Ludwig Wittgenstein on Science and Industry

An excerpt from Culture and Value
Ludwig Wittgenstein
An excerpt from Ludwig Wittgenstein's Culture and Value, written, partly, in response to the atomic bomb:
Is isn't absurd, e.g., to believe that the age of science and technology isn't the end for humanity; that the idea of great progress is a delusion, along with the idea that the truth will ultimately be known; that there is nothing good or desirable about scientific knowledge and that mankind, in seeking it, is falling into a trap. It is by no means obvious that this is not how things are.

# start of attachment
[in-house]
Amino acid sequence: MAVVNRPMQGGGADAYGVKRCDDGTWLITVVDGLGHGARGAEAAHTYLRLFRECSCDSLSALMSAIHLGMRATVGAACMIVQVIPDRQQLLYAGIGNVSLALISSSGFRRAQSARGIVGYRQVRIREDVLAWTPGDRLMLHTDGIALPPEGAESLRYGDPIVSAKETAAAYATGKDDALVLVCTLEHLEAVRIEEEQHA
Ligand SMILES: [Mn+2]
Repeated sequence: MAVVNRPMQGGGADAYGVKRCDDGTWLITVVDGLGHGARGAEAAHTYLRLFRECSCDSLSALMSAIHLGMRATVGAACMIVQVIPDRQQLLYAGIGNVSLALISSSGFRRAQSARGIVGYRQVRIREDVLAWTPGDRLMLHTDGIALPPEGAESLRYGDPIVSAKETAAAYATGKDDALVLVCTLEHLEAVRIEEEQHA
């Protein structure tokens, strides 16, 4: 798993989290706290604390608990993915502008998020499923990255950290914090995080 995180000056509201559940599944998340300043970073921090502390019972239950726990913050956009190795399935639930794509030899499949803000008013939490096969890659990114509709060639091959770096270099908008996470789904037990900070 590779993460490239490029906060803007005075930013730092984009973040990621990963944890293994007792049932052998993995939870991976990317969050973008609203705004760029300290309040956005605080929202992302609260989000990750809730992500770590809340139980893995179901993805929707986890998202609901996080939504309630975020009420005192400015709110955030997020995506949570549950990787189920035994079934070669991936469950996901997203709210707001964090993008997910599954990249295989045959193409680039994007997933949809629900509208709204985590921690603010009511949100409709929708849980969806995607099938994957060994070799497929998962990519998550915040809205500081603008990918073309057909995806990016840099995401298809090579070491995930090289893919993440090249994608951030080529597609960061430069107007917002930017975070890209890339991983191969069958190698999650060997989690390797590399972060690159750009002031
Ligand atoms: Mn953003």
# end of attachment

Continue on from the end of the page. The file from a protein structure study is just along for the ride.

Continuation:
Science and industry, and their progress, might turn out to be the most enduring thing in the modern world. Perhaps any speculation about a coming collapse of science and industry is, for the present and for a long time to come, nothing but a dream; perhaps science and industry, having caused infinite misery in the process, will unite the world - I mean condense it into a single unit, though one in which peace is the last thing that will find a home.

Because science and industry do decide wars, or so it seems.
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